It is a great point and this point from you, make me and could be other testers too realize the importance of taking notes, to become a better tester.

Not sure whether all of us would be as fortunate as you to find a product with such interesting bugs :D

Expecting to learn more from your future notes.

Shrini Kulkarni said...

Good Post Pradeep --

I would say this is your best blog post so far ... Very precicely laid out and has a message and lesson. Well done.


Good to see that you are following foot steps of Michael Bolton, Jon bach and Big B of testing James ...
I am also in the same path ...

While in toronto - I and Micheal meet quite regularly over lunch ...
Last meeting was about a week back.

Shrini Kulkarni said...

>>>Not sure whether all of us would be as fortunate as you to find a product with such interesting bugs :D

Pradeep - what you are saying? you do find a product that does not have interesting bugs? --- They all are around you ... you just need to develop eyes/mind (or senses) like "Michael" to see them --

Perhaps you wanted to say "develop senses to see bugs (interesting or otherwise) in everything around us that no one else see."

A question for you -- What is an interesting bug? What aspect(s) of a bug an interesting or uninteresting?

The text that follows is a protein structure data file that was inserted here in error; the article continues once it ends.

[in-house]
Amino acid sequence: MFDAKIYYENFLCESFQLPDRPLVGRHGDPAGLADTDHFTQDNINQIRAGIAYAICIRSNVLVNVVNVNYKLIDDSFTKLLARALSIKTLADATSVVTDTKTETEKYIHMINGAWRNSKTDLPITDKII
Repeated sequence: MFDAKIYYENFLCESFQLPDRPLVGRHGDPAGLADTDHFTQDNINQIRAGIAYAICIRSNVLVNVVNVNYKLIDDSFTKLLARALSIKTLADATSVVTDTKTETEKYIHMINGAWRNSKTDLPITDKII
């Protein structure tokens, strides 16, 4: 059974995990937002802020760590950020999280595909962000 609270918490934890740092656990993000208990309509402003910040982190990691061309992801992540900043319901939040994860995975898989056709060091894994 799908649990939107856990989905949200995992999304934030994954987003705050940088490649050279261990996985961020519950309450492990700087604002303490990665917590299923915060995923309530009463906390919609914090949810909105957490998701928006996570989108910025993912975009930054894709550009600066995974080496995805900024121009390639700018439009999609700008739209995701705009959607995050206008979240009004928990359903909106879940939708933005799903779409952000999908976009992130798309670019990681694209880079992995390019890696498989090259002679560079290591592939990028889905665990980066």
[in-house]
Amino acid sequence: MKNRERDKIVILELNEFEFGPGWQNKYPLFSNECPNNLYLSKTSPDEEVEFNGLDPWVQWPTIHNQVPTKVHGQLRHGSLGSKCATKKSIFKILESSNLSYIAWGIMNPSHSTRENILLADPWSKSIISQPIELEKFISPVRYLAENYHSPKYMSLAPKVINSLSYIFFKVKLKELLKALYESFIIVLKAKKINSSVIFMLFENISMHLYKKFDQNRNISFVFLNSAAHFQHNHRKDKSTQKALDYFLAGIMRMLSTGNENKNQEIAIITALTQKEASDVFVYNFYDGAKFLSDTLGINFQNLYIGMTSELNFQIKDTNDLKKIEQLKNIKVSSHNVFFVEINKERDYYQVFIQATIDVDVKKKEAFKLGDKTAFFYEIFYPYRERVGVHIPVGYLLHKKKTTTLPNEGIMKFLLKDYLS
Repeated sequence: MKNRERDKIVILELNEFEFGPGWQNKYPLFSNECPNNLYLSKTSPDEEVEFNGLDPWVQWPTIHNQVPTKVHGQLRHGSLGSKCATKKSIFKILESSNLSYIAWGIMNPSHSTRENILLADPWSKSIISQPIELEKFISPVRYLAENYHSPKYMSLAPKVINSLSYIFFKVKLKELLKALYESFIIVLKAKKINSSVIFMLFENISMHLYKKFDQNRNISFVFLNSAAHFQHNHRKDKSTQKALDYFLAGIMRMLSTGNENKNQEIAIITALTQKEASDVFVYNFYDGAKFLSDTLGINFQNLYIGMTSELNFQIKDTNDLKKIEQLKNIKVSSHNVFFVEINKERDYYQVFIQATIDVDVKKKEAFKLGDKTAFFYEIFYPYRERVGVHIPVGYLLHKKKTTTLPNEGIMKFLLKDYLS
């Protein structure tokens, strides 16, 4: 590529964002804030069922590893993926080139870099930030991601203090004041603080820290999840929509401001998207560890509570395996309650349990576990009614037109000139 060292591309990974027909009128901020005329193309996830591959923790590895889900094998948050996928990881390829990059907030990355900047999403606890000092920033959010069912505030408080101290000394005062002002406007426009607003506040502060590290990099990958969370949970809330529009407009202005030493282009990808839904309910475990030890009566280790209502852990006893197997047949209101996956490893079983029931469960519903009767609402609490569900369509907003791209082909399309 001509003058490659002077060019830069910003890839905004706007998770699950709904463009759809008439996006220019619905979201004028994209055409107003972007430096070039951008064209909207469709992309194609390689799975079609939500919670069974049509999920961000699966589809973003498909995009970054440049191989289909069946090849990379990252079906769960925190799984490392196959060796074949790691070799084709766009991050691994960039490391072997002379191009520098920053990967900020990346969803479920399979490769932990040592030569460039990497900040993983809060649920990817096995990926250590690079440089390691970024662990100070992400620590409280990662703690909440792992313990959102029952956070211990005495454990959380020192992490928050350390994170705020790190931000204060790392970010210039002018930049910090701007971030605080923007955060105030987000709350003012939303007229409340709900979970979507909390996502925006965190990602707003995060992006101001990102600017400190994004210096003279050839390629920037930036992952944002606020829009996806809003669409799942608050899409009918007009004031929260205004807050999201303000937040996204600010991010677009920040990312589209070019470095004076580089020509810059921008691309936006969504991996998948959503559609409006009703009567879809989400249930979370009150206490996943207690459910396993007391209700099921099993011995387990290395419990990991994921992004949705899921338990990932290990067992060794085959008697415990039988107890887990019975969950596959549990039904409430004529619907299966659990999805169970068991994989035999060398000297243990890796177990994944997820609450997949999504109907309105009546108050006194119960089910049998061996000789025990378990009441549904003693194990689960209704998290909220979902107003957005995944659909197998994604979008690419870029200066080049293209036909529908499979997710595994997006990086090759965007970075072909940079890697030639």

shrini

Pradeep Soundararajan said...

@Shrini,

Many thanks for the compliments and encouragement.

You are lucky that you are able to meet Michael this frequently but wouldn't it be better if you had shared this on a personal mail rather than including it in a comment?

A question for you -- What is an interesting bug? What aspect(s) of a bug an interesting or uninteresting?

Every bug can be interesting and uninteresting depending on the bug report a tester writes.

I kindly request you to let me know what are the aspects of a bug before I brand them interesting or uninteresting?

minu said...

pradeep you are inspiring me through this blog and after reading this tester tested blog I am learning a lot and now i love my job.

thanks you a lot pradeep , keep writing becos I want to learn a lot from here.

Shrini Kulkarni said...

>>>>>Every bug can be interesting and uninteresting depending on the bug report a tester writes.

I am surprised that "it is bug report that makes a bug interesting or not" - I was thinking that you are going to say - "It depends upon who is asking and how testers feels in explaining the bug". A bug report is like a Police FIR. An FIR can not make the case interesting. Right?

>>>>>>I kindly request you to let me know what are the aspects of a bug before I brand them interesting or uninteresting?

You used that word saying "Not sure whether all of us would be as fortunate as you to find a product with such interesting bugs". So I thought you have a notion of interesting bugs in a product.

If you ask me -- An interesting bug is one that is deeply hidden in the product, something that is hard to find, something that does not manifests itself in clear terms, something makes developer faint, something that makes "Tester" to look as hero, something that demostrates testers ability to look from a different eye than any one else, something that makes PM to say "thank god we haver testers" Enough?

Pradeep Soundararajan said...

@Shrini,

Many thanks for the detailed explanation.

It is good for the testing community, if we have different views from each other.

I am confident that I am learning new things from you and do keep your views(comments) flowing.